Today, St. Martin Parish Assessor Lawrence Patin is pronouncing the commercial complex that has sprouted up there the “crown jewel” in the parish’s buffer against recession.
A bold plan to capitalize on the industrial growth down the U.S. Highway 90 corridor – which will one day become the Interstate 49 corridor – has paid off in spades, Patin said.
The 148-acre SMEDA Business/Industrial Park is the anchor for commercial development along the north-south highway, which only nips the edge of St. Martin Parish and yet along with the surrounding area provided nearly 84 percent of the nearly 29 million dollars of growth in taxable value from 2009 to 2010, Patin said.
Reporting to the Parish Council last week, Patin cautioned that the impact of a continued moratorium on deep water drilling in the Gulf of Mexico has yet to be seen, and the U.S. 90 corridor growth, much of it in inventories, is likely to level off anyway.
“But we’re doing a lot better than the rest of the state,” he said. “The hard work of SMEDA, Parish Government, and all parties involved in this development has definitely contributed to improving the property tax base in St. Martin Parish.”
The St. Martin Economic Development Authority and its president, state Rep. Fred Mills Jr., created the U.S. 90 park by brokering the sale of private lands to companies with immediate plans of setting up shop in the park, generating property and sales taxes and creating jobs.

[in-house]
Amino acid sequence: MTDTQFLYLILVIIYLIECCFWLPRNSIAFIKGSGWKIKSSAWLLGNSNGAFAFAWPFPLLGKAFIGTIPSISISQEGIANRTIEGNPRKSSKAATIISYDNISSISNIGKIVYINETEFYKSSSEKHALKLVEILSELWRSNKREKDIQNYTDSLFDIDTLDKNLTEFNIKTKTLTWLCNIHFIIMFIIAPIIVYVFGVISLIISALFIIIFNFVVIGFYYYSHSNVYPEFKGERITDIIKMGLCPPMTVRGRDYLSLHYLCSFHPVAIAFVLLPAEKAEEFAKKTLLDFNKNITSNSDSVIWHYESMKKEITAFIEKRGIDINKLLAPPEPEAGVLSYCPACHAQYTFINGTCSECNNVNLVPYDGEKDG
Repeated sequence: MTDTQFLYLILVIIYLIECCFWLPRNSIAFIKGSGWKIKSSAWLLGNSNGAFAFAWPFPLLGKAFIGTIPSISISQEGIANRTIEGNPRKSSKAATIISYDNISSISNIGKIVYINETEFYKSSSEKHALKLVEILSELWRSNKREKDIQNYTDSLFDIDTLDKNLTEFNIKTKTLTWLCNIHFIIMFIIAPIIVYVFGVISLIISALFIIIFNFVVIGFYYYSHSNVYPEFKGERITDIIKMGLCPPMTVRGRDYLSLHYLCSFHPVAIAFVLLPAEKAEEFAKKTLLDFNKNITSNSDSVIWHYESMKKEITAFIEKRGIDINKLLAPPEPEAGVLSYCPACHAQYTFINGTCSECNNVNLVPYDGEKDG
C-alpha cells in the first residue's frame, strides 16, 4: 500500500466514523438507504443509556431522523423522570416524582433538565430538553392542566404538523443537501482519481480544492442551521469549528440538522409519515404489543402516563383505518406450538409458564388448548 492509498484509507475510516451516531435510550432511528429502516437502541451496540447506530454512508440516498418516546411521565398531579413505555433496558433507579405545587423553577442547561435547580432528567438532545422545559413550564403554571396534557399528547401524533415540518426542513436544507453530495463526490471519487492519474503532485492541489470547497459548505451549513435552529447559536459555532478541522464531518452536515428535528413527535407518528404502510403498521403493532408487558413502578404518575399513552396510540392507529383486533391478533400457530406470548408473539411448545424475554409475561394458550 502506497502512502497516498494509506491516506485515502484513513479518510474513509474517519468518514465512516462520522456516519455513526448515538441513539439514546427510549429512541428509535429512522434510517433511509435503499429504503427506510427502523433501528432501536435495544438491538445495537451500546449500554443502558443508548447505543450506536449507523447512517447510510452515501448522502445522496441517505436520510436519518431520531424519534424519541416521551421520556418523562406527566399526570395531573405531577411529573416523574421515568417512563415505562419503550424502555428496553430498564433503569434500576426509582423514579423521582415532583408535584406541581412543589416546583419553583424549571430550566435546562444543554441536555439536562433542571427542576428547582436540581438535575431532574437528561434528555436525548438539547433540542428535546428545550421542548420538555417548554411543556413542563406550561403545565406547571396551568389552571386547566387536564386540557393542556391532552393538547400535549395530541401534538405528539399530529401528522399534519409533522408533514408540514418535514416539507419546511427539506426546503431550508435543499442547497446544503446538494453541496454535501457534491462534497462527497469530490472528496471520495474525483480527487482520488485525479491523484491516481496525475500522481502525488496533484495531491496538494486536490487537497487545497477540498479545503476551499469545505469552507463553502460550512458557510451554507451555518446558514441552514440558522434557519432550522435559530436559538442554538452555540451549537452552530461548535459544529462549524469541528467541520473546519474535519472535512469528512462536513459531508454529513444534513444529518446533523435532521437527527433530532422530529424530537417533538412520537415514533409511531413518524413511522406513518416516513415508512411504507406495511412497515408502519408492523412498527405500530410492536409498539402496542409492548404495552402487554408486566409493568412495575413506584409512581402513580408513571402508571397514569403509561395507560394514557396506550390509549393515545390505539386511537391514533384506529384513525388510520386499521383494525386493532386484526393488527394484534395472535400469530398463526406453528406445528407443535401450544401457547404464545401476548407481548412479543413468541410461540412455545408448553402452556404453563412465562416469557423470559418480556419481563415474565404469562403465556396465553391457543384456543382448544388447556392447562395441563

“We could have sold the whole thing in a matter of days,” said SMEDA executive director Beth Guidry. “But we didn’t want to sell to speculators who would have just held onto the land and left it vacant. We held out for companies who wanted to build right away.”
Today there are 27 occupants of the park, mostly businesses related to the oil and gas industry. There are only a few vacant lots remaining.
The U.S. 90 park was a joint project of the utility co-op SLEMCO, a consortium of local banks, SMEDA and its funding bodies, St. Martin Parish Government, the St. Martin Parish Sheriff’s Office, City of St. Martinville, City of Breaux Bridge, Village of Parks, and the St. Martin Parish School Board.
The U.S. Department of Commerce’s Economic Development Administration put up $1 million for the infrastructure improvements. Another $400,000 came from the U.S. Department of Agriculture’s Rural Development Utilities Program via SLEMCO, and $250,000 came out of the state’s capital outlay budget.